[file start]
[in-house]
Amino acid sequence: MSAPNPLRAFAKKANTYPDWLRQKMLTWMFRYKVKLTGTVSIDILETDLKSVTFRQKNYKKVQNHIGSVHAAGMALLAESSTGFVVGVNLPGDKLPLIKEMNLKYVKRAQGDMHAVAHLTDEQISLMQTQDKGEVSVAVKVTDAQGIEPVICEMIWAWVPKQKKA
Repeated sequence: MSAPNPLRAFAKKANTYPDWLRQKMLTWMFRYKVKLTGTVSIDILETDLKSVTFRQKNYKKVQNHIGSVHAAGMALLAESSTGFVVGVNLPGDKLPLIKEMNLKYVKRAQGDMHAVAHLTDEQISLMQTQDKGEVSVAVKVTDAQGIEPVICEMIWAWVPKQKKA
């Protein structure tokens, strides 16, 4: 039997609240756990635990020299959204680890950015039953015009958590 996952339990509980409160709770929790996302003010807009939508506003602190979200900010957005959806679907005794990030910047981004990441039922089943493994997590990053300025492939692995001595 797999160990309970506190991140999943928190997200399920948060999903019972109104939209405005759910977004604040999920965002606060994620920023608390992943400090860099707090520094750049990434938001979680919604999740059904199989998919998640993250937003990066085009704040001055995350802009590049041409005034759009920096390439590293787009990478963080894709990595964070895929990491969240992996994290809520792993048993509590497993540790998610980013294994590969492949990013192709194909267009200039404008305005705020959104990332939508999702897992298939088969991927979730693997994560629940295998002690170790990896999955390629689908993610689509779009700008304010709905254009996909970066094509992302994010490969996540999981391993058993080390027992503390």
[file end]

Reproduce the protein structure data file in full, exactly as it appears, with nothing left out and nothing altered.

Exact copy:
[in-house]
Amino acid sequence: MSAPNPLRAFAKKANTYPDWLRQKMLTWMFRYKVKLTGTVSIDILETDLKSVTFRQKNYKKVQNHIGSVHAAGMALLAESSTGFVVGVNLPGDKLPLIKEMNLKYVKRAQGDMHAVAHLTDEQISLMQTQDKGEVSVAVKVTDAQGIEPVICEMIWAWVPKQKKA
Repeated sequence: MSAPNPLRAFAKKANTYPDWLRQKMLTWMFRYKVKLTGTVSIDILETDLKSVTFRQKNYKKVQNHIGSVHAAGMALLAESSTGFVVGVNLPGDKLPLIKEMNLKYVKRAQGDMHAVAHLTDEQISLMQTQDKGEVSVAVKVTDAQGIEPVICEMIWAWVPKQKKA
């Protein structure tokens, strides 16, 4: 039997609240756990635990020299959204680890950015039953015009958590 996952339990509980409160709770929790996302003010807009939508506003602190979200900010957005959806679907005794990030910047981004990441039922089943493994997590990053300025492939692995001595 797999160990309970506190991140999943928190997200399920948060999903019972109104939209405005759910977004604040999920965002606060994620920023608390992943400090860099707090520094750049990434938001979680919604999740059904199989998919998640993250937003990066085009704040001055995350802009590049041409005034759009920096390439590293787009990478963080894709990595964070895929990491969240992996994290809520792993048993509590497993540790998610980013294994590969492949990013192709194909267009200039404008305005705020959104990332939508999702897992298939088969991927979730693997994560629940295998002690170790990896999955390629689908993610689509779009700008304010709905254009996909970066094509992302994010490969996540999981391993058993080390027992503390």